Ann Wright: "Thirty-five years in the government between my military service and the State Department, under seven administrations. It was hard. I liked representing America. I kept hoping the administration would go back to the Security Council for its authorization to go to war… I was hoping against hope that our government would not go into what really is an illegal war of aggression that meets no criteria of international law. When it was finally evident we were going to do so, I said to myself: It ain't going to be on my watch."
Mark Danner: "When you look at the record, the phrase I come back to, not only about interrogation but the many other steps that constitute the Bush state of exception, state of emergency, since 9/11 is ‘take the gloves off.'"
Mike Davis: "It's clear that the future of guerrilla warfare, insurrection against the world system, has moved into the city. Nobody has realized this with as much clarity as the Pentagon… Its strategists are way ahead of geopoliticians and traditional foreign-relations types in understanding the significance of a world of slums… There's really quite an extraordinary military literature trying to address what the Pentagon sees as the most novel terrain of this century, which it now models in the slums of Karachi, Port au Prince, and Baghdad."
Katrina vanden Heuvel: "Sometimes, though, frustration lies in the feeling that you just can't convey the enormity of, say, the Bush administration's unitary executive theory. How do you convey that no previous administration I know of has so openly, so brazenly, on so many fronts tried to subvert the Constitution, that what we're living through is a crisis that may bode the death knell of our democracy. Why aren't people jumping up and down?"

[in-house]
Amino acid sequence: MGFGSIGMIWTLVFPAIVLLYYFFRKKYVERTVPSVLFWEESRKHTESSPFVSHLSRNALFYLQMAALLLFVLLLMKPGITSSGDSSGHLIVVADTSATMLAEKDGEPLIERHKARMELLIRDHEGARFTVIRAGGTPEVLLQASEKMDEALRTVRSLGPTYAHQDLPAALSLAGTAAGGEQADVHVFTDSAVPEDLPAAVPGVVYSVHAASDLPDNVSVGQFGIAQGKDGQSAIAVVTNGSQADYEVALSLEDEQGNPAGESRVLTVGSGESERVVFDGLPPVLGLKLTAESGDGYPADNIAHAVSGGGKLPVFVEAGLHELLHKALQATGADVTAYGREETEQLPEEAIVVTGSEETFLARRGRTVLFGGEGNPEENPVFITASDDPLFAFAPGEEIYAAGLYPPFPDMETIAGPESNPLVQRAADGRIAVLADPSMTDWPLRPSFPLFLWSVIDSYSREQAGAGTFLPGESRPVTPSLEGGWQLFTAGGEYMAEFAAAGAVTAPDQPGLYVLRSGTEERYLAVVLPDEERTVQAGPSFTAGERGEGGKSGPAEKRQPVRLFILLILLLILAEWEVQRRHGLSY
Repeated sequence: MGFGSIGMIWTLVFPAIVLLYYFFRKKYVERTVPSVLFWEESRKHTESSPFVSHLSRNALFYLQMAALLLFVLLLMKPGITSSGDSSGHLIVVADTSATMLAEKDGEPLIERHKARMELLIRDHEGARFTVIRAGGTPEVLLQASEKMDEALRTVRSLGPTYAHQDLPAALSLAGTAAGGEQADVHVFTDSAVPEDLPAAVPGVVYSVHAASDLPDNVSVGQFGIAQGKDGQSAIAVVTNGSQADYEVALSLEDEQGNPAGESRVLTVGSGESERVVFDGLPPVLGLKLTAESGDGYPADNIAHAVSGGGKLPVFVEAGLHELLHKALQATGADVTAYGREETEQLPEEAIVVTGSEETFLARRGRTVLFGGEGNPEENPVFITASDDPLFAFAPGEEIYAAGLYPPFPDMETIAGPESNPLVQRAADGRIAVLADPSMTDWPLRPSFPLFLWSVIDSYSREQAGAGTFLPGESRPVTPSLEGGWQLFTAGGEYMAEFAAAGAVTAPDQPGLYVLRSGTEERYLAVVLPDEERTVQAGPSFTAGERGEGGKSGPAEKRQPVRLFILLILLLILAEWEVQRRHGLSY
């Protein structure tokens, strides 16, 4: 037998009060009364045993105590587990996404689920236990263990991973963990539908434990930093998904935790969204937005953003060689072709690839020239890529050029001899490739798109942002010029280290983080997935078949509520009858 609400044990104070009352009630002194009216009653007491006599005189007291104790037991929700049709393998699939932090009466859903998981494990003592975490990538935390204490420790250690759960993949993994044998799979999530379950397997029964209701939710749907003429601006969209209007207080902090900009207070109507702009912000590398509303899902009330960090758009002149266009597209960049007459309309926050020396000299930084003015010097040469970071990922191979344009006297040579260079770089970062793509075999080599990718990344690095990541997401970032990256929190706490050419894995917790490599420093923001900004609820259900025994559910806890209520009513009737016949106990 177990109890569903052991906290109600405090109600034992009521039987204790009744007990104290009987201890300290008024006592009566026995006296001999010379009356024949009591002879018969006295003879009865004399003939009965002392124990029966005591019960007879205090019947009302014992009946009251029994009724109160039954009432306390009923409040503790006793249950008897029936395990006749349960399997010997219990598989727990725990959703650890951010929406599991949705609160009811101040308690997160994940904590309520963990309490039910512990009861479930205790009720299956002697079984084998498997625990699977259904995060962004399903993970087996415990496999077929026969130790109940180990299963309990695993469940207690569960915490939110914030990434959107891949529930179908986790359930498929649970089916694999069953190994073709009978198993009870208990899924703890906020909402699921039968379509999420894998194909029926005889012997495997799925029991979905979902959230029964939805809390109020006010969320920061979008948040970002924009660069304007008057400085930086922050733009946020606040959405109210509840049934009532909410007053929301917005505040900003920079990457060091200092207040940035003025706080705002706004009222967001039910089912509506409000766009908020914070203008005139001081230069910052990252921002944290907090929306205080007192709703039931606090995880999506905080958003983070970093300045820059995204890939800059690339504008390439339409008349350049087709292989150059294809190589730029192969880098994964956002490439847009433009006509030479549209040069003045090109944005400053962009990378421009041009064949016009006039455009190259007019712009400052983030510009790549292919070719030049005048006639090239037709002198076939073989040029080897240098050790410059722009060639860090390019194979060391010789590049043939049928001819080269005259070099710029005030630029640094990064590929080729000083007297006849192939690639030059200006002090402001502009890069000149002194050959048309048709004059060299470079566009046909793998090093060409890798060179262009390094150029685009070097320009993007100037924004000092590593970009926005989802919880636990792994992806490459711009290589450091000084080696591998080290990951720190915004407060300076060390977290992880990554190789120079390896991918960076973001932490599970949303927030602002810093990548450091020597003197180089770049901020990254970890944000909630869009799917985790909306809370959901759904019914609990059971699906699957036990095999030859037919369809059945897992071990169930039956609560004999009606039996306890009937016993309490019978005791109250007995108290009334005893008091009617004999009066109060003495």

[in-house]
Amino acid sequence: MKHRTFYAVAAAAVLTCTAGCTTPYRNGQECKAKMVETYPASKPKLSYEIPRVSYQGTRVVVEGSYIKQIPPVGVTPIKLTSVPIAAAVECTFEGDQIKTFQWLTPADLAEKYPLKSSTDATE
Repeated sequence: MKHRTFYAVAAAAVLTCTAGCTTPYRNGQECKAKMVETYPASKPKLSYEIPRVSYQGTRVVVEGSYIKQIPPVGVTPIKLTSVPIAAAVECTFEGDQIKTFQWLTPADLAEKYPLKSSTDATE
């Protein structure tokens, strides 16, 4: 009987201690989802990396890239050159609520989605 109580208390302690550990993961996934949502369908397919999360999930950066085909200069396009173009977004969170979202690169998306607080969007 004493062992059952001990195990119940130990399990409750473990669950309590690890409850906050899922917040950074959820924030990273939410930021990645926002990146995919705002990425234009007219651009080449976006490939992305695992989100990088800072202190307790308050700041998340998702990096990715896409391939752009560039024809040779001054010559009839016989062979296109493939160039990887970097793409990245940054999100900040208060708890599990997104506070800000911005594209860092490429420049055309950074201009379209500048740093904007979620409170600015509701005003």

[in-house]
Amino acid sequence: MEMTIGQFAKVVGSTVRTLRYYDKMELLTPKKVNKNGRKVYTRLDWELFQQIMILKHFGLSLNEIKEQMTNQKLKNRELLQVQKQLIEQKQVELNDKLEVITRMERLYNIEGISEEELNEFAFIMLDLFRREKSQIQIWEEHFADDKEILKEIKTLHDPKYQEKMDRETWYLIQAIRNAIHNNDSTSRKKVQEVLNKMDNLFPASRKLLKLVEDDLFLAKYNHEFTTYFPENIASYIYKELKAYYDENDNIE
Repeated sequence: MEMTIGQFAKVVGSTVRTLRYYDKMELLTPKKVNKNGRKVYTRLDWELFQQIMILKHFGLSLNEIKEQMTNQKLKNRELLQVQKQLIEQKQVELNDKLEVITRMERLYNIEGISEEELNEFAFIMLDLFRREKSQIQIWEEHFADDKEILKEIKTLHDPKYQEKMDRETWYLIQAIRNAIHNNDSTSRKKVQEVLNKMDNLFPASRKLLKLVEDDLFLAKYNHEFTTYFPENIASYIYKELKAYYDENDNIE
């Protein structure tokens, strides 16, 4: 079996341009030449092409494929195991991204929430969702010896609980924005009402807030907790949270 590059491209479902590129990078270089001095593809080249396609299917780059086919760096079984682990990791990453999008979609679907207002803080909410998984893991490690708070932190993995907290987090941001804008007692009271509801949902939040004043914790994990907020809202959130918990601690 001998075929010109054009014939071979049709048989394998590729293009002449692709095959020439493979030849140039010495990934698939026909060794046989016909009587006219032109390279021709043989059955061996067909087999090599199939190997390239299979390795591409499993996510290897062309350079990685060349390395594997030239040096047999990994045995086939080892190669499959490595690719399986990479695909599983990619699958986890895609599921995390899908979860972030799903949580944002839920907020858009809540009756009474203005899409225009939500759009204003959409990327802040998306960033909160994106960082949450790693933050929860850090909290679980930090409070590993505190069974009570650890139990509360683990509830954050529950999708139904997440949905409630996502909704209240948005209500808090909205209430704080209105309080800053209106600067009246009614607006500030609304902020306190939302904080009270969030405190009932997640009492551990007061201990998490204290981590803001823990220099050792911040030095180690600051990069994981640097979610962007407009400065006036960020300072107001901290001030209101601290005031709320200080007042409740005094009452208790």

Andrew Bacevich: "[W]e are in deep, deep trouble. An important manifestation of that trouble is this shortsighted infatuation with military power… There's such an unwillingness to confront the dilemmas we face as a people that I find deeply troubling. I know we're a democracy. We have elections. But it's become a procedural democracy. Our politics are not really meaningful. In a meaningful politics, you and I could argue about important differences, and out of that argument might come not resolution or reconciliation, but at least an awareness of the consequences of going your way as opposed to mine. We don't even have that argument. That's what's so dismaying."
Barbara Ehrenreich: "Today, we have this even larger federal government, more and more of it being war-related, surveillance-related. I mean it's gone beyond our wildest Clinton administration dreams. I think progressives can't just be seen as pro-big-government when big government has gotten so nasty. Katrina's a perfect example of how militarized the government has gotten even when it's supposedly trying to help people. The initial response of the government was a military one. When they finally got people down there, it was armed guards to protect the fancy stores and keep people in that convention center -- at gunpoint."
Tom Engelhardt, who runs the Nation Institute's Tomdispatch.com ("a regular antidote to the mainstream media"), is the co-founder of the American Empire Project and, most recently, the author of Mission Unaccomplished: Tomdispatch Interviews with American Iconoclasts and Dissenters (Nation Books), the first collection of Tomdispatch interviews.